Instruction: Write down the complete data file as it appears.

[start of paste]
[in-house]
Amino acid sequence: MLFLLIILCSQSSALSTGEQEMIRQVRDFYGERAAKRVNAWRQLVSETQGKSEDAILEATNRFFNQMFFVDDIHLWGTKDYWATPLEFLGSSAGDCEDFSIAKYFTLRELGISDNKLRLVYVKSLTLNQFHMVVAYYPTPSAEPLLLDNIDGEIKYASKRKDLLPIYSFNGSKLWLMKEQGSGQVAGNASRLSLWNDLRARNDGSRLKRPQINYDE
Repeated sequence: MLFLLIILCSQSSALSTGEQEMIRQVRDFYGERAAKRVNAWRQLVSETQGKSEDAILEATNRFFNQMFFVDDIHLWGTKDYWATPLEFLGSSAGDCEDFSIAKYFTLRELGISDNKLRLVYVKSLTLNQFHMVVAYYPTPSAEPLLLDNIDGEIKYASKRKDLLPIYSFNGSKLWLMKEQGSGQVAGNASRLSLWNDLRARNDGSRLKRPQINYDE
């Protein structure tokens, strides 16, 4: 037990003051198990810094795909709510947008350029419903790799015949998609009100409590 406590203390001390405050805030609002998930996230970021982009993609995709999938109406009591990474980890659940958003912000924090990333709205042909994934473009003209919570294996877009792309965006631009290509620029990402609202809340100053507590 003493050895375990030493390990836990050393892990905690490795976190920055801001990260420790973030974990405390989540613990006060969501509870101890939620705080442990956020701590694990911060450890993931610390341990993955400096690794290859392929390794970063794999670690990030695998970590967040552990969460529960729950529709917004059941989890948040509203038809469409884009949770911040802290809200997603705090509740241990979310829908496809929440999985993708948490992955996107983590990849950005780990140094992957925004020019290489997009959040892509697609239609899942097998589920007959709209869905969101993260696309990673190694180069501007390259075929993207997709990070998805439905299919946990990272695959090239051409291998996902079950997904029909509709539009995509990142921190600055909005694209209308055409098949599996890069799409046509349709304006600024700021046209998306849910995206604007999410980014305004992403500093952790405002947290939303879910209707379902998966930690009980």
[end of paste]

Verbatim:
[in-house]
Amino acid sequence: MLFLLIILCSQSSALSTGEQEMIRQVRDFYGERAAKRVNAWRQLVSETQGKSEDAILEATNRFFNQMFFVDDIHLWGTKDYWATPLEFLGSSAGDCEDFSIAKYFTLRELGISDNKLRLVYVKSLTLNQFHMVVAYYPTPSAEPLLLDNIDGEIKYASKRKDLLPIYSFNGSKLWLMKEQGSGQVAGNASRLSLWNDLRARNDGSRLKRPQINYDE
Repeated sequence: MLFLLIILCSQSSALSTGEQEMIRQVRDFYGERAAKRVNAWRQLVSETQGKSEDAILEATNRFFNQMFFVDDIHLWGTKDYWATPLEFLGSSAGDCEDFSIAKYFTLRELGISDNKLRLVYVKSLTLNQFHMVVAYYPTPSAEPLLLDNIDGEIKYASKRKDLLPIYSFNGSKLWLMKEQGSGQVAGNASRLSLWNDLRARNDGSRLKRPQINYDE
């Protein structure tokens, strides 16, 4: 037990003051198990810094795909709510947008350029419903790799015949998609009100409590 406590203390001390405050805030609002998930996230970021982009993609995709999938109406009591990474980890659940958003912000924090990333709205042909994934473009003209919570294996877009792309965006631009290509620029990402609202809340100053507590 003493050895375990030493390990836990050393892990905690490795976190920055801001990260420790973030974990405390989540613990006060969501509870101890939620705080442990956020701590694990911060450890993931610390341990993955400096690794290859392929390794970063794999670690990030695998970590967040552990969460529960729950529709917004059941989890948040509203038809469409884009949770911040802290809200997603705090509740241990979310829908496809929440999985993708948490992955996107983590990849950005780990140094992957925004020019290489997009959040892509697609239609899942097998589920007959709209869905969101993260696309990673190694180069501007390259075929993207997709990070998805439905299919946990990272695959090239051409291998996902079950997904029909509709539009995509990142921190600055909005694209209308055409098949599996890069799409046509349709304006600024700021046209998306849910995206604007999410980014305004992403500093952790405002947290939303879910209707379902998966930690009980």